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Sukkat Shalom B'nei Noach





More than 3,300 years ago, at the foot of Mount Sinai, an extraordinary event unfolded that would change the course of history. On the morning of Sivan 6, the Jewish people stood in awe as Moses ascended the mountain to receive the Torah from G-d. This pivotal moment marked the giving of the Torah, igniting the souls of the people with divine truth. But the miracles didn’t stop there. The Torah resonated in 70 languages, a symbol of its universal significance.

Counting the Omer

After Passover, the Jewish people begin counting the Omer, and after counting 49 days, or 7 weeks, shavuot in Hebrew, the Jewish people celebrate the holiday of Shavuot. According to mystical teachings this counting can be used be the Jewish people for tikkun hamiddot / the improvement of the 49 emotional attributes. The 50 day, Matan Torah is an important moment in time, namely the commemoration of the day more than 3,300 years ago when G-d gave the Torah to the Jewish people on Mount Sinai through Moses. It is a Jewish custom to stay awake the entire night on Shavuot, studying Torah.

Shavuot is celebrated outside Israel on the 6th and 7th of Sivan, and in Israel only on the 6th of Sivan. In the year 2024, this falls on June 12th and 13th, respectively.

Noahides and Shavuot

Noahides can celebrate Shavuot because the reception of the Torah on Mount Sinai was not only important for the Jewish people, but also for the entire world. As we read in Shabbat 88a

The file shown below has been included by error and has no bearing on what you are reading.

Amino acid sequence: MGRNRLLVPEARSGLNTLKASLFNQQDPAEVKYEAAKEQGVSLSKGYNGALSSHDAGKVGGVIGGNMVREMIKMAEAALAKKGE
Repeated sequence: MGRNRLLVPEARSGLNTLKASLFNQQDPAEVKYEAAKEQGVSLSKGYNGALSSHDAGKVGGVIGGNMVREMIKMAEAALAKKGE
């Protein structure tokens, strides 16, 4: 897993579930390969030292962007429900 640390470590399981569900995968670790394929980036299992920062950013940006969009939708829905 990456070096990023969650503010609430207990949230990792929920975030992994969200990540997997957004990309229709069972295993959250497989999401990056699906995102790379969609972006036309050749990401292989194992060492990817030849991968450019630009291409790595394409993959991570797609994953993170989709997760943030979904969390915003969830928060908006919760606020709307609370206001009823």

If Israel accepts the Torah on the sixth day of Sivan, you will exist; and if they do not accept it, I will return you to the primordial state of chaos and disorder. Therefore, the earth was afraid until the Torah was given to Israel, lest it be returned to a state of chaos. Once the Jewish people accepted the Torah, the earth was calmed.

On this special day, another miracle occurred: the Torah was heard in 70 languages. This means that the voice of G-d was translated into all 70 languages spoken at that time. Besides the obvious importance of this miracle – that all people in the world could hear what was happening – it also has a deeper meaning. One might think that not all 613 mitzvot are as special as the Ten Commandments. Therefore, the voice of G-d was divided into 70 languages, to indicate that even the 7 Noahide Laws – the laws for non-Jews who spoke the 70 languages – are just as much a part of the Torah as the Ten Commandments.

The Torah was given on the “third day,” as described in Exodus 19:11

Let them be ready for the third day; for on the third day Hashem will come down, in the sight of all the people, on Mount Sinai. וְהָי֥וּ נְכֹנִ֖ים לַיּ֣וֹם הַשְּׁלִישִׁ֑י כִּ֣י | בַּיּ֣וֹם הַשְּׁלִשִׁ֗י יֵרֵ֧ד ד’ לְעֵינֵ֥י כָל־הָעָ֖ם עַל־הַ֥ר סִינָֽי:

Rashi explains this “third day” was the sixth day of Sivan – also called Matan Torah: